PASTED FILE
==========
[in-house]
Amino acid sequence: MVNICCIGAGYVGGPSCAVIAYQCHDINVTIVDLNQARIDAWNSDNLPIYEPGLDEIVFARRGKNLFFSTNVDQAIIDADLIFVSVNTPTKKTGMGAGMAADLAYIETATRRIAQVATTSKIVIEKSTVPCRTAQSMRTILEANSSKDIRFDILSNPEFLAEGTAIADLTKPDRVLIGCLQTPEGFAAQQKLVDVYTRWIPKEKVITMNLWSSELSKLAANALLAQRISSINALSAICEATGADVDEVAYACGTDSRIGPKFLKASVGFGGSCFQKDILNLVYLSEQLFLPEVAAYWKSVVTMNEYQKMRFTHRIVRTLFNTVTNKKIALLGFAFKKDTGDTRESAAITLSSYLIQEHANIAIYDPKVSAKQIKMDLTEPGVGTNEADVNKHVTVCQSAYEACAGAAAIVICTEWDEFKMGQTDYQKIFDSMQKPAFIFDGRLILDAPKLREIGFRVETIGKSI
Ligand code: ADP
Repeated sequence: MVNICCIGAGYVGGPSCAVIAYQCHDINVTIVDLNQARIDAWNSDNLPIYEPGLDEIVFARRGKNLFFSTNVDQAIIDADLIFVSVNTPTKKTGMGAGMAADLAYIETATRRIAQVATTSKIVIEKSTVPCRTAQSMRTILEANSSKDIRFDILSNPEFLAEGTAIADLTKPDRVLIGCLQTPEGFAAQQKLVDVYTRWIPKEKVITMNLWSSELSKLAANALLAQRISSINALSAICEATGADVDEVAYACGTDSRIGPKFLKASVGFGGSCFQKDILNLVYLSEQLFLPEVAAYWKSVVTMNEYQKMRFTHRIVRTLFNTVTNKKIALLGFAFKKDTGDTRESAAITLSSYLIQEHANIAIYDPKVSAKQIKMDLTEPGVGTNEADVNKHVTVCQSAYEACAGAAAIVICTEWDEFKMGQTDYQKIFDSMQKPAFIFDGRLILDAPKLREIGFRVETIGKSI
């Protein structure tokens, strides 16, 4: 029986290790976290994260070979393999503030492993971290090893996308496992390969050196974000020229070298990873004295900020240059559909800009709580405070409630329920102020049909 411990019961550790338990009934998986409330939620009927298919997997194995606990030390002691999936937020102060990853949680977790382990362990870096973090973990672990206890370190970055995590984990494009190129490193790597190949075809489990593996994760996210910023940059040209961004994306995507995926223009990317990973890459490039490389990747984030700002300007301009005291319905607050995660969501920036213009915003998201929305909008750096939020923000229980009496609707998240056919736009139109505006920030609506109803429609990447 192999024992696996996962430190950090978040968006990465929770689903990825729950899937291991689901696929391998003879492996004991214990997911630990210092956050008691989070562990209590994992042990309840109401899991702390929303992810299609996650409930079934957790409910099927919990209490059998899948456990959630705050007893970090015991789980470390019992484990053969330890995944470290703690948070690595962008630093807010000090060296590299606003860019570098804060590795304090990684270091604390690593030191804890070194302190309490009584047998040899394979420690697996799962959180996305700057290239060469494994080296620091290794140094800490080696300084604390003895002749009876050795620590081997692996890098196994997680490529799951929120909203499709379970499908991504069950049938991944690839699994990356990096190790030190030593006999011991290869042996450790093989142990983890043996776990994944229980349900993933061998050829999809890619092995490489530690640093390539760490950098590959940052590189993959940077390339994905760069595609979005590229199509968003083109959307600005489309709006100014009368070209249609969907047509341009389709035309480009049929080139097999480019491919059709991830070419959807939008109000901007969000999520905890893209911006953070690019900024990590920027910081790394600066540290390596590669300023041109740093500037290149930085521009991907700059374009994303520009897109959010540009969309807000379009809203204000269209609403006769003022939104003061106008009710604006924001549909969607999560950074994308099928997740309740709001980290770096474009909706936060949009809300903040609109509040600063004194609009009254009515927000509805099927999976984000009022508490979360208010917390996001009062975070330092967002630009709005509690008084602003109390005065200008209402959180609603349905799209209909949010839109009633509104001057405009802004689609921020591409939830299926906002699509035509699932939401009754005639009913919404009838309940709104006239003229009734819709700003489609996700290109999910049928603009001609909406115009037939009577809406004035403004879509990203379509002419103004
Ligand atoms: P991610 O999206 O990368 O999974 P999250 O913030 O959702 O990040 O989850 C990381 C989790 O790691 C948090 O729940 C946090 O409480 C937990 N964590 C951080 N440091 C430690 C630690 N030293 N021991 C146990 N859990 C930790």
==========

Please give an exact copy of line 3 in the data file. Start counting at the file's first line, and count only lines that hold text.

Ligand code: ADP